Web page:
Remote Desktop Protocol
Microsoft has warned of the risks associated with allowing remote access to desktop services while working from home, It said there has been an increase in the number of systems accessible via the traditional Remote Desktop Protocol (RDP) port and a well known “alternative” port used for RDP.
Although Remote Desktop Services (RDS) can be a fast way to enable remote access for employees, there are a number of security challenges that need to be considered said James Ringold, Enterprise Security Advisor for Microsoft’s Cybersecurity Solutions Group:
“Attackers continue to target the RDP and service, putting corporate networks, systems, and data at risk (e.g., cybercriminals could exploit the protocol to establish a foothold on the network, install ransomware on systems, or take other malicious actions).”
The rapid outbreak of COVID-19 and the resulting lockdowns meant many businesses were unable to prepare for the demands remote working would place on IT teams and technical resources. Ringold said that companies that were forced to quickly find means of allowing employees to access work networks may have relied on the default RDP, potentially leaving corporate networks and applications vulnerable.
Research from IoT search engine Shodan suggests that this has resulted in an increase in the number of systems accessible via both the standard RDP as well as the ‘alternate’ 3388 port in March, both of which can be exploited fairly easily by hackers if they are exposed. The risk is even higher when providing administrators with access to on premises systems, owing to the fact they have much higher access privileges that can go to network and operating system-level.
According to Microsoft, various considerations should be made when deciding to offer remote desktop access to employees, including reviewing firewall policies to access whether any systems are directly exposed to public internet; controlling and logging remote access by employees; implementing multi-factor authentication and assessing whether or not it would be possible for a hacker to move laterally through a corporate network once they gained access.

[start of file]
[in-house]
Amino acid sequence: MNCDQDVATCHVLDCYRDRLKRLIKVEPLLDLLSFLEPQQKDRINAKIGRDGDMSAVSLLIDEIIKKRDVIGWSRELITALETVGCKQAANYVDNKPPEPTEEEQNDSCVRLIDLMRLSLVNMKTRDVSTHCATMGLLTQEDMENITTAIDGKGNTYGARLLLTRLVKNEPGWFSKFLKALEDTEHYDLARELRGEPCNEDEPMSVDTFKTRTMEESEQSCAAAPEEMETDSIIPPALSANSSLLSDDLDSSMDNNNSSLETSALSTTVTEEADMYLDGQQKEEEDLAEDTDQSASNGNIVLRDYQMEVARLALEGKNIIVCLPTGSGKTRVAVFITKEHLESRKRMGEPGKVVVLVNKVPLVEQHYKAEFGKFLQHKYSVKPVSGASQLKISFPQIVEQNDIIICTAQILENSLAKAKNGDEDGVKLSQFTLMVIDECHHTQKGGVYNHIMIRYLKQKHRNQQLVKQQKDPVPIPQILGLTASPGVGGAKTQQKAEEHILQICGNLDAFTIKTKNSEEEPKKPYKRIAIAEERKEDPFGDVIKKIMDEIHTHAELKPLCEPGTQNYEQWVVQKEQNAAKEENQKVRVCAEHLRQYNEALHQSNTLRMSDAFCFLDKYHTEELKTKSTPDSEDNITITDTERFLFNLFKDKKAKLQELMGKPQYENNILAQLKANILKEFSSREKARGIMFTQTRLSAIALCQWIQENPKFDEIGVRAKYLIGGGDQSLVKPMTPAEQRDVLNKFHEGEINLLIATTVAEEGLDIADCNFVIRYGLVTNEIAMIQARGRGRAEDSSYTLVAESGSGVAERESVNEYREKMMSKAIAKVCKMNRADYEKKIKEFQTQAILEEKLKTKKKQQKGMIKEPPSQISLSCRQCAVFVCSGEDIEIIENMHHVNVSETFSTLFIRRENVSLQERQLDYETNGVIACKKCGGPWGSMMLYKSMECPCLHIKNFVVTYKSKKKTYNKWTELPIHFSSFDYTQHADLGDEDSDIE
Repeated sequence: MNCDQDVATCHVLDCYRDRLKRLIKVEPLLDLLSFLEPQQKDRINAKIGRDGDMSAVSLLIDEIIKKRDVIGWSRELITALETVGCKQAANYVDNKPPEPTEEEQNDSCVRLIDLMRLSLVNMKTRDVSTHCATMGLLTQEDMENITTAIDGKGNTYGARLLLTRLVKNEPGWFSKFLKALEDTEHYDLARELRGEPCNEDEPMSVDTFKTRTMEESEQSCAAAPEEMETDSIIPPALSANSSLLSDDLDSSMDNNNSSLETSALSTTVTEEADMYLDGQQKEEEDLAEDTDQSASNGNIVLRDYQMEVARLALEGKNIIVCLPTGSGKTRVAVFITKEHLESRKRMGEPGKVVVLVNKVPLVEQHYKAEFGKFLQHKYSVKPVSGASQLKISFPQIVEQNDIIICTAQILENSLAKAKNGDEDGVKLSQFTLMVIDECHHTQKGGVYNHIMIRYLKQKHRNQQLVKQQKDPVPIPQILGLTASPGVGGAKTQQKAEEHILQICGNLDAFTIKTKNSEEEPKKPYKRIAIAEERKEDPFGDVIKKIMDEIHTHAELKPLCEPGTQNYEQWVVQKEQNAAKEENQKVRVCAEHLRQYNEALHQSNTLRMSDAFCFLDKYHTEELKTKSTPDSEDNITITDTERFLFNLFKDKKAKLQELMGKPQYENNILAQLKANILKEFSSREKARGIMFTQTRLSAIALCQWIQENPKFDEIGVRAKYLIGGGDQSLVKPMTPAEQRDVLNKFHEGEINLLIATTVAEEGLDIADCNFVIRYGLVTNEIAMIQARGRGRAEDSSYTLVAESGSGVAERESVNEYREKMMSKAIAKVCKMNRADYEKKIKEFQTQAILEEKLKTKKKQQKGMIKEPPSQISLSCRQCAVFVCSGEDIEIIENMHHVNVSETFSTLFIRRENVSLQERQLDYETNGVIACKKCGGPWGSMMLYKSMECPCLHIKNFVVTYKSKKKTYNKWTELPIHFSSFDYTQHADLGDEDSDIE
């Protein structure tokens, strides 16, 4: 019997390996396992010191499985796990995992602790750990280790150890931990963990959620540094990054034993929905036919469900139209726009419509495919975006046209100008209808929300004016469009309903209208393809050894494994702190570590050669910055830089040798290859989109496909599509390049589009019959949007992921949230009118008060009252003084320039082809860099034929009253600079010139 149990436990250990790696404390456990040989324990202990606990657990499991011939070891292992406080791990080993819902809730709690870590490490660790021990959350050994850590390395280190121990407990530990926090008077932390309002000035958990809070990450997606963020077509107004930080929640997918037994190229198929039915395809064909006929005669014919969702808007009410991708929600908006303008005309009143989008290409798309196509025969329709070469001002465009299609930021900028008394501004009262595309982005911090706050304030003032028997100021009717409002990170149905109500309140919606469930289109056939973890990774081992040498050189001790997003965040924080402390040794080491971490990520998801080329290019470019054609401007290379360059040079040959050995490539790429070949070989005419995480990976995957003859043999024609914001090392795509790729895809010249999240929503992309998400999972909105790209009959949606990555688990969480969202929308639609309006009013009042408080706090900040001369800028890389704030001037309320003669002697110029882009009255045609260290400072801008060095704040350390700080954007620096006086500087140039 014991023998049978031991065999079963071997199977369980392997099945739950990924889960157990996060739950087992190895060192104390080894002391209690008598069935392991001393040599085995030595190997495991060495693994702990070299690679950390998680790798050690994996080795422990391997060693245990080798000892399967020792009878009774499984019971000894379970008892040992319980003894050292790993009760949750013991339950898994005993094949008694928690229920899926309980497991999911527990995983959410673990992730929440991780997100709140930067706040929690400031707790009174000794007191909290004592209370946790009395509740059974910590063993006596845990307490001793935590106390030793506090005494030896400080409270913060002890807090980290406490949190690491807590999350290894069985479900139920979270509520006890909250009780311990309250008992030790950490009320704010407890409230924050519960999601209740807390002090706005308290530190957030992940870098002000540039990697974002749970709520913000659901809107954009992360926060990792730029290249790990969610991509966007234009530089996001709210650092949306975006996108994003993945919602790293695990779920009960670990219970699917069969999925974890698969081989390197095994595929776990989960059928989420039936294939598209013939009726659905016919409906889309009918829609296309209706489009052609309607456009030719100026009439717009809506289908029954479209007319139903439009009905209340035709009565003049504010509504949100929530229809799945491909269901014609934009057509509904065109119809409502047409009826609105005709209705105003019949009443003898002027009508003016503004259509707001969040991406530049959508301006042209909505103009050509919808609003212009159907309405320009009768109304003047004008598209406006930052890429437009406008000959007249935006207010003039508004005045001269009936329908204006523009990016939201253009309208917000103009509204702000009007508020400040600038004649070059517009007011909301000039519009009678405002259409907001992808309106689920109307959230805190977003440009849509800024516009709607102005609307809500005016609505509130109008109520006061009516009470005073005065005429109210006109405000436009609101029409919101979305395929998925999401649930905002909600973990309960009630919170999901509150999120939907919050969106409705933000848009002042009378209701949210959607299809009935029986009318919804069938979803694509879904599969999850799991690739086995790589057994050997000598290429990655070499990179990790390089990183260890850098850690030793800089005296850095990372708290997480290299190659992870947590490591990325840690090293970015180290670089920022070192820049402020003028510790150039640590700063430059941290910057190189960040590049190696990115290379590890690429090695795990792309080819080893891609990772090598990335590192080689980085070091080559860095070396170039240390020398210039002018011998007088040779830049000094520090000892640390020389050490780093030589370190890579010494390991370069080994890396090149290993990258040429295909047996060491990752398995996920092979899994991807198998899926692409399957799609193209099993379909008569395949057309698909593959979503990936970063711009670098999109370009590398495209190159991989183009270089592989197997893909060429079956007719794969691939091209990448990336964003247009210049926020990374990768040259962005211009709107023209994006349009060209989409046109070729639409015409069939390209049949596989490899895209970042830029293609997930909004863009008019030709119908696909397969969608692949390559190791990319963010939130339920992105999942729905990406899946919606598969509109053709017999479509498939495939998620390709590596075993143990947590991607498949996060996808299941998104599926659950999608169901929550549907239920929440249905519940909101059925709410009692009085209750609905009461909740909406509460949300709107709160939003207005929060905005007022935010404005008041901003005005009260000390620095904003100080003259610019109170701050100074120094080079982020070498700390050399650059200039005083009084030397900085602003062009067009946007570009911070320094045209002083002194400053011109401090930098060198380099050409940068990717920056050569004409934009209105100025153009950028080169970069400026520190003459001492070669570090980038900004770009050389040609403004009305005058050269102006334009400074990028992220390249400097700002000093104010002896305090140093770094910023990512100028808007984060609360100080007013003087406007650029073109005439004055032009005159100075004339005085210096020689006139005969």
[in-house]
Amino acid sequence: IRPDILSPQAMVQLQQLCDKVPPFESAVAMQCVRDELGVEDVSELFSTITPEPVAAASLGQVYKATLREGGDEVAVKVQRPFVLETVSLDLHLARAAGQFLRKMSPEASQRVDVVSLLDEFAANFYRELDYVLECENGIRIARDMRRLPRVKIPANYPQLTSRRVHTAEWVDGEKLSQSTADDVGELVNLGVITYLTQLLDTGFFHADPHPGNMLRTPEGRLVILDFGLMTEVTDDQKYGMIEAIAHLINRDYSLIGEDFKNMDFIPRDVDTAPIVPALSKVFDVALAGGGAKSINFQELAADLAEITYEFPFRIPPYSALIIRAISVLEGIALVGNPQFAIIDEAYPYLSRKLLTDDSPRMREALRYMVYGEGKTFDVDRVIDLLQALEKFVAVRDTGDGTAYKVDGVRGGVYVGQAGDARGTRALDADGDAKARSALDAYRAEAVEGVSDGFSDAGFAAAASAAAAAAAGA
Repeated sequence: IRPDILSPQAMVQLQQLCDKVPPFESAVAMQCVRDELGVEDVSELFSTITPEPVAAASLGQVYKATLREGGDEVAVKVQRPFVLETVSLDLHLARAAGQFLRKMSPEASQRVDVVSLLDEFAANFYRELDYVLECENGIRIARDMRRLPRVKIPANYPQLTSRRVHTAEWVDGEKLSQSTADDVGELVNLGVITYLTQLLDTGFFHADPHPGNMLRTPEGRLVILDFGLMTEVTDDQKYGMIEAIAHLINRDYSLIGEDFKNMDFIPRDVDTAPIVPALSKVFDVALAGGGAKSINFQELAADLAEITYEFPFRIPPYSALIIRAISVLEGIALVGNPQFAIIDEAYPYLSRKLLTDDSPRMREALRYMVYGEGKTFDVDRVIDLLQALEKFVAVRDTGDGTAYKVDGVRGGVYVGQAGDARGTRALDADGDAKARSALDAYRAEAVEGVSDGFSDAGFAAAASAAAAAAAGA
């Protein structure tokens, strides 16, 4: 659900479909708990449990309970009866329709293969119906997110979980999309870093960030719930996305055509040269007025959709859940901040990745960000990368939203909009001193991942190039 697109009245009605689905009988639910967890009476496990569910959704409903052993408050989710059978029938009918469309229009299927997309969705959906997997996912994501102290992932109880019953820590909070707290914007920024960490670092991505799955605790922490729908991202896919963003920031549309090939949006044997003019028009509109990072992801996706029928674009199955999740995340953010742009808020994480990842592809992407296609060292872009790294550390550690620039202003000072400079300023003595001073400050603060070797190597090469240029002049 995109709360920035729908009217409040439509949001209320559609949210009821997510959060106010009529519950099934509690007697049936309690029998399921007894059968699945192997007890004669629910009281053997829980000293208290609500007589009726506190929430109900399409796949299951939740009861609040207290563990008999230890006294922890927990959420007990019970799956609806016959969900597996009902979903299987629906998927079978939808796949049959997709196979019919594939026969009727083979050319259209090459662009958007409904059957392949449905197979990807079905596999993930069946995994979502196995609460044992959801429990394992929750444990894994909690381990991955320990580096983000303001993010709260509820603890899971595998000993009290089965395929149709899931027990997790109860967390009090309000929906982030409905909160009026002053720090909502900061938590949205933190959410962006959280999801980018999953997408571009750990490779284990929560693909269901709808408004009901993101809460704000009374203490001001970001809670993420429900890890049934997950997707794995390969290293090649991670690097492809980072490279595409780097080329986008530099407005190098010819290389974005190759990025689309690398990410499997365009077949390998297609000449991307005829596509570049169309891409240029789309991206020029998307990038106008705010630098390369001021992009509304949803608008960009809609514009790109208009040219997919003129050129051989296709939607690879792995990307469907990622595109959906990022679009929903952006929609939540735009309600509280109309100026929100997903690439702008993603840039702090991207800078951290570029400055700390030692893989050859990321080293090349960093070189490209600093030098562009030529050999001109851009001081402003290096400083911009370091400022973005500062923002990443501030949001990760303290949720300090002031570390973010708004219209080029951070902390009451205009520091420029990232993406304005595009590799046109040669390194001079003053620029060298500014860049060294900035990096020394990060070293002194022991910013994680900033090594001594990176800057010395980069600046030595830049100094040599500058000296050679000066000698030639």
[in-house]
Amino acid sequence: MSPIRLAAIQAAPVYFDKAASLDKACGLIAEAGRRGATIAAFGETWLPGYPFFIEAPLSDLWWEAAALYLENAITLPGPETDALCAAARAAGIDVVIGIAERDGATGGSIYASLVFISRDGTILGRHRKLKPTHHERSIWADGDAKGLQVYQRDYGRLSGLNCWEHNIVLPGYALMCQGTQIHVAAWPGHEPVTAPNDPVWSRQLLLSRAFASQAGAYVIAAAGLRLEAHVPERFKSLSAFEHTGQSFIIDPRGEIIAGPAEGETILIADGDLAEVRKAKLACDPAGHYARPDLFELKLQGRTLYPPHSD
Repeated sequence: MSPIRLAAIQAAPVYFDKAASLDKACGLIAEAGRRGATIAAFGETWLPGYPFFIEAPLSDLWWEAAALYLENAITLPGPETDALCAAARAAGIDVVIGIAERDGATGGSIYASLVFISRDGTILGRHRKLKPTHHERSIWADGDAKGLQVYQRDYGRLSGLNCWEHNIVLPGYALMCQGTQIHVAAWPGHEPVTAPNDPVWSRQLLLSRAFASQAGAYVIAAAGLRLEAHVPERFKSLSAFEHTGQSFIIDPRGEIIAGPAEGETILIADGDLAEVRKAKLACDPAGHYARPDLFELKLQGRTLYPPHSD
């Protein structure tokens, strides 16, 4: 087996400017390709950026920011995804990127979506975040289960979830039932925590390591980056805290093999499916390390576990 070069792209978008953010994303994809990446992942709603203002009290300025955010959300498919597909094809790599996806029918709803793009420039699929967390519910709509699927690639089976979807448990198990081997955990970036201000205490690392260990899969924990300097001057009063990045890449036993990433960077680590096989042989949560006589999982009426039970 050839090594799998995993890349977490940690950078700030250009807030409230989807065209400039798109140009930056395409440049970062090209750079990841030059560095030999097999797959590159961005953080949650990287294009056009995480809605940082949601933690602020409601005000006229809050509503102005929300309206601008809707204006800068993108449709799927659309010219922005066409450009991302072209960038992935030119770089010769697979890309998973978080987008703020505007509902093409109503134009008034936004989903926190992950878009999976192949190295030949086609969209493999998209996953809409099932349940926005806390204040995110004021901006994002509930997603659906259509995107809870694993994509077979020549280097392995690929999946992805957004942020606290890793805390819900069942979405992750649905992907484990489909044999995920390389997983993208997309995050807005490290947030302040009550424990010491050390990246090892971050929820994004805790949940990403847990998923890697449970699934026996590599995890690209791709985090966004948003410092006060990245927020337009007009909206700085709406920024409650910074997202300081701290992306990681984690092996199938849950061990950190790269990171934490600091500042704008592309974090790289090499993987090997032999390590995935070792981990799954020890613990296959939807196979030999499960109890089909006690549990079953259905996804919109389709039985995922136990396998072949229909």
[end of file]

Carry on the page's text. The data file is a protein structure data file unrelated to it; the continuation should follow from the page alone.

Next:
Ultimately, considerations for remote access should be weighed against businesses’ own cybersecurity resilience and risk appetite:
“Leveraging remote desktop services offers great flexibility by enabling remote workers to have an experience like that of working in the office, while offering some separation from threats on the endpoints. At the same time, those benefits should be weighed against the potential threats to the corporate infrastructure. Regardless of the remote access implementation your organization uses, it is imperative that you implement best practices around protecting identities and minimizing attack surface to ensure new risks are not introduced.”
Comparing Microsoft’s free RDP access (with the correct port forwarding and possible VPN access configured in a business’s public facing router) to a paid remote access service (RemotePC. TeamViewer, GoToMyPC, etc) exemplifies the superiority, both in security and services, of a paid service.
While RDP allows for remote printing and desktop use (including drag and drop), many more features are available through a paid service – chat, multi-to-multi monitor, screen collaboration, session recording, remote sound, and platform independence (RDP is available only for Windows operating systems, while a paid service can utilize Mac, Linux, and in some cases IOS). Both options are encrypted, though a paid service utilizes a higher level of encryption and is available without firewall configuration.
Frankenstein Computers’ Recommendation:
Frankenstein Computers and Networking recommends using a paid service for security, functionality, and its ease of use. Our current favorite is RemotePC – we are also available and practiced in assisting with installation and setup.
Adapted in part from an article on techrepublic.com
As always, if you have any questions regarding this topic and what may work best for you and your company, please do not hesitate to give us a call here at Frankenstein Computers.
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